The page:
- The woman had anorexic thoughts starting at age 5, according to court documents
- She refused a feeding tube because "she didn't want to get fat," according to court documents
A.G., as the woman is referred to in court documents, died on Monday, three months after she won the right to refuse a feeding tube in a New Jersey court.
Judge Paul Armstrong granted
her the right to "live free from medical intervention" in an opinion delivered in Morris County Superior Court in November. The woman, who has suffered from various eating disorders for most of her life, fought to refuse a feeding tube but remain in palliative care.
"I'm happy my client is finally at peace and it saddens me that modern medicine and a loving, supportive family, despite all the efforts extended, weren't able to help her overcome her illness," Edward G. D'Alessandro Jr. said of his court-appointed client.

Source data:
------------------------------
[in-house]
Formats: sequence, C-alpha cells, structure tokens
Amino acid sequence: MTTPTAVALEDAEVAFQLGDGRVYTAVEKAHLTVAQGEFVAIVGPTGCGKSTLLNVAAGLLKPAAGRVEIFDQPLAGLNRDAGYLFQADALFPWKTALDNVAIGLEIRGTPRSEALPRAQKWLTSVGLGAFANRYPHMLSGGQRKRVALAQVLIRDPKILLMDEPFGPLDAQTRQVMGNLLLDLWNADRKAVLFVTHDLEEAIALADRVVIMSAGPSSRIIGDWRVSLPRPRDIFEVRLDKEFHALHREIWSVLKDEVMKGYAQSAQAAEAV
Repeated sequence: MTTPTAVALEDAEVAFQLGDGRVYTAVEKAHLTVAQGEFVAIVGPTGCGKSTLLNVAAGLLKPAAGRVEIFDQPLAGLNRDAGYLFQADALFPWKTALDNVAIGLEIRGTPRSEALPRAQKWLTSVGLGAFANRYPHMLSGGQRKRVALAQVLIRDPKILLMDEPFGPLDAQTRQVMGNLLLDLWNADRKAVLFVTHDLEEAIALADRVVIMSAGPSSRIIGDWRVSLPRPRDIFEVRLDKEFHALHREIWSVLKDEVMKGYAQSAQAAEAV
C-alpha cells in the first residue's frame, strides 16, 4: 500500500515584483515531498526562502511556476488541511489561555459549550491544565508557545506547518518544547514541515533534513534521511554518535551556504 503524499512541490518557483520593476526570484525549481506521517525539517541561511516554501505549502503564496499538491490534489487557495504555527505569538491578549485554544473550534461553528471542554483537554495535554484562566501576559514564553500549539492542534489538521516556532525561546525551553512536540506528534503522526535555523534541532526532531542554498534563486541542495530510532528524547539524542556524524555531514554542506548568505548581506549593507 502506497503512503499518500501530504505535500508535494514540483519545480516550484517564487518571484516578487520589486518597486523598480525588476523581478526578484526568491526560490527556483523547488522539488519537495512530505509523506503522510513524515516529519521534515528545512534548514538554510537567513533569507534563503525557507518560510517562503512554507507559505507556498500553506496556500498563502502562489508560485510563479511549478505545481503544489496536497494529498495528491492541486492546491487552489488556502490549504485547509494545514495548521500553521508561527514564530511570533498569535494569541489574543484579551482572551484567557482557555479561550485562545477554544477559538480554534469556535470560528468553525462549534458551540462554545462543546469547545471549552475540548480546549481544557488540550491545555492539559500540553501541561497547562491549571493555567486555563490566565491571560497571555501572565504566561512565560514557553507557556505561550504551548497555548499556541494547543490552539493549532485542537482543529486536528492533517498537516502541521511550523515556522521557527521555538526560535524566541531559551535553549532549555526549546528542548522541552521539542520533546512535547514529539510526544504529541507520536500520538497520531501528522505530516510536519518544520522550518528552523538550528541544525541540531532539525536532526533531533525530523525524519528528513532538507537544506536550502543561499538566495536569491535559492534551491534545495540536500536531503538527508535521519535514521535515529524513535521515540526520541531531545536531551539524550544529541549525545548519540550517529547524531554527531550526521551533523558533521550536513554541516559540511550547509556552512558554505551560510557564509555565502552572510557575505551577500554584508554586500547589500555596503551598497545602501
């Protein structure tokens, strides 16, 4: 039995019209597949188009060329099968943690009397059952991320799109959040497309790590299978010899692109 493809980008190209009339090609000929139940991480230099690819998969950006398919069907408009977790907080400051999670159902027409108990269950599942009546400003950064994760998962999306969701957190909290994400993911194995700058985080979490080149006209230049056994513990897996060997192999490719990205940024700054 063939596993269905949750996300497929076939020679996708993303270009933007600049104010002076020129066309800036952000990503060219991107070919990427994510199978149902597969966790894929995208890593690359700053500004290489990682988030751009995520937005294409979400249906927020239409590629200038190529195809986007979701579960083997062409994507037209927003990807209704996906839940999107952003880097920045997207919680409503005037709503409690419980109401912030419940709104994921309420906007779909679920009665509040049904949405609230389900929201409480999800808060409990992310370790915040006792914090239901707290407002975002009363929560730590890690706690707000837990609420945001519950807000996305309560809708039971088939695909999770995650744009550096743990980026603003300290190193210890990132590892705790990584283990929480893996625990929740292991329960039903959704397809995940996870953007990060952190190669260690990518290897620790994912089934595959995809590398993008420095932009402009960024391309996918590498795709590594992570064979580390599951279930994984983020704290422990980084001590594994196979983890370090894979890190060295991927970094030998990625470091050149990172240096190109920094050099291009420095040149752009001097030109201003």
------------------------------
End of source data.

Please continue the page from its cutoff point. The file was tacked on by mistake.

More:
Her legal battle began when her court-appointed guardian sought an order allowing her to enter palliative care instead of being forced to use a feeding tube. The state opposed the motion, arguing in a legal brief that it would "in essence, [be] permitting A.G. to die."
The guardian sought the order after the feeding tube caused heart failure over the summer. The woman had ripped out her PICC line, which administered saline nutrition, and had repeatedly refused further treatment, according to court documents.
The woman had anorexic thoughts starting at age 5, according to court documents. Her disorder involved eating restrictions, bingeing and purging. She weighed only 60 pounds when she was admitted to the hospital over the summer at 29 years old. Her attorney testified that she didn't want the feeding tube because "she didn't want to get fat," according to court documents.
According to D'Alessandro, A.G. still was to receive medication, counseling and pastoral support through her palliative care even if she no longer received the feeding tube.
Armstrong also represented the parents of Karen Ann Quinlan in a landmark right to die case in the 1970s. With Armstrong's legal counsel, according to New Jersey Supreme Court documents, Quinlan's parents won the right to disconnect their daughter from a respirator after she fell into a coma.